Spurred on by Robert Redford, Mayor Annise Parker and HISD superintendent Terry Grier announced today a joint effort to get Houston and its schools greener and more environmentally friendly.
The two officials attended a summit last month at Redford's Utah headquarters; the Redford Center is pushing a Green Schools Initiative.
"This meeting was inspirational," the actor said at the time, "but more than that, I am thrilled that the dialogue that began here at Sundance will result in tangible action steps that these mayors and superintendents will be able to take back to their communities."
And it did, at least in Houston. And at least to some degree.
The agenda announced by Parker and Grier isn't exactly earthshaking, but as with most things environmental in Houston, progress comes in small steps.
The two announced these "possible areas of cooperation and initiatives":
• Information sharing about green practices through the Mayor's Director of Sustainability
• More common gardens for initiatives such as SPARK parks
• Convene local superintendents for a local green schools summit
We Believe Local Journalism is Critical to the Life of a City
Engaging with our readers is essential to the mission of the Houston Press. Make a financial contribution or sign up for a newsletter, and help us keep telling Houston’s stories with no paywalls.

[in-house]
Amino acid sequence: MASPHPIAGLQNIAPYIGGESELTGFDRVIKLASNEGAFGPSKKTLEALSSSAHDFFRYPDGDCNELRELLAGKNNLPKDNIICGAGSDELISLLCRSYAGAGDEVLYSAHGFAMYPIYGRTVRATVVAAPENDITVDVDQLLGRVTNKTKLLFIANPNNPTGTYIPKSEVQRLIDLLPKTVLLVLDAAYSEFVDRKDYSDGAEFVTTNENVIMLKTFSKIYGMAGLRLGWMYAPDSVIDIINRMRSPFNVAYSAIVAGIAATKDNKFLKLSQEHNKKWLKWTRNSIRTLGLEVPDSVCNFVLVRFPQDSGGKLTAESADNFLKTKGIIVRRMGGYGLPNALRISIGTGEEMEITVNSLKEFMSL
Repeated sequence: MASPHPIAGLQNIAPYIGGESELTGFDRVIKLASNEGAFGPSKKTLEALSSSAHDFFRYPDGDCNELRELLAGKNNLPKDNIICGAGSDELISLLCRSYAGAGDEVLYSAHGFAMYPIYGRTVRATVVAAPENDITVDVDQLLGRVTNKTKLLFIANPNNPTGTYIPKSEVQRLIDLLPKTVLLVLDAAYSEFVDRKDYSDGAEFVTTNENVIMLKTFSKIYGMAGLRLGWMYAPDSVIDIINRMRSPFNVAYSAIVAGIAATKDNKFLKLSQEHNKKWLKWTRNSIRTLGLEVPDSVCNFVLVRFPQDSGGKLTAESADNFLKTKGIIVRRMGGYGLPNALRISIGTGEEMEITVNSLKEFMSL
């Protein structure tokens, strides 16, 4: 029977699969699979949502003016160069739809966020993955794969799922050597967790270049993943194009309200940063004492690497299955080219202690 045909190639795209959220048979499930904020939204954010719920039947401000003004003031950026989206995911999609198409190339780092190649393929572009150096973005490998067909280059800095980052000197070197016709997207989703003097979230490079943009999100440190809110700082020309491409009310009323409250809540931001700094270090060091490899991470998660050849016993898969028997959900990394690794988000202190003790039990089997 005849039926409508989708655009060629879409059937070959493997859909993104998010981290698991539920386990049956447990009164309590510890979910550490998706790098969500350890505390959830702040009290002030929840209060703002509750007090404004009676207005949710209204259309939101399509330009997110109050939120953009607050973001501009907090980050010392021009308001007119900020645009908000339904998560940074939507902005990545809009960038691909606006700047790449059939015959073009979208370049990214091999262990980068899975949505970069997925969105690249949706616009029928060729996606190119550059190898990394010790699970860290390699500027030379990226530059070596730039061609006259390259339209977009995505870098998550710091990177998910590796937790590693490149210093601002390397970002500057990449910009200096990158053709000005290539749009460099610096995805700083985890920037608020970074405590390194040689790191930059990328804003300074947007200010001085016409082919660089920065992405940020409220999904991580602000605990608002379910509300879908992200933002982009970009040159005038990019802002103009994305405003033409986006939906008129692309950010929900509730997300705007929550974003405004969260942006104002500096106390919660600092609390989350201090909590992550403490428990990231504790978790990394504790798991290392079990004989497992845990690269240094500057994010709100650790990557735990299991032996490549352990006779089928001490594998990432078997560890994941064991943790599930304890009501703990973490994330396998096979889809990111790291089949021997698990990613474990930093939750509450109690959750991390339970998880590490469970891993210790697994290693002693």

Support Our Journalism
If you're discussing "possible" areas of action, that list doesn't seem too ambitious, but Greir and Parker were enthusiastic.
"We look forward to building on our existing efforts and implementing new sustainability initiatives through this partnership with the City of Houston," Grier said. "HISD has many opportunities to showcase how green initiatives can help save energy and costs while providing yet another learning experience for our teachers, students and staff."
"The City of Houston and HISD both have many resources that can be of use to one another," Parker said. "The City of Houston is committed to applying any available resources to help our schools, especially those that can provide our children with a green, sustainable environment."
A comprehensive report by the American Institute of Architects, examining ideas generated by the Sundance conference, is expected to be released next year.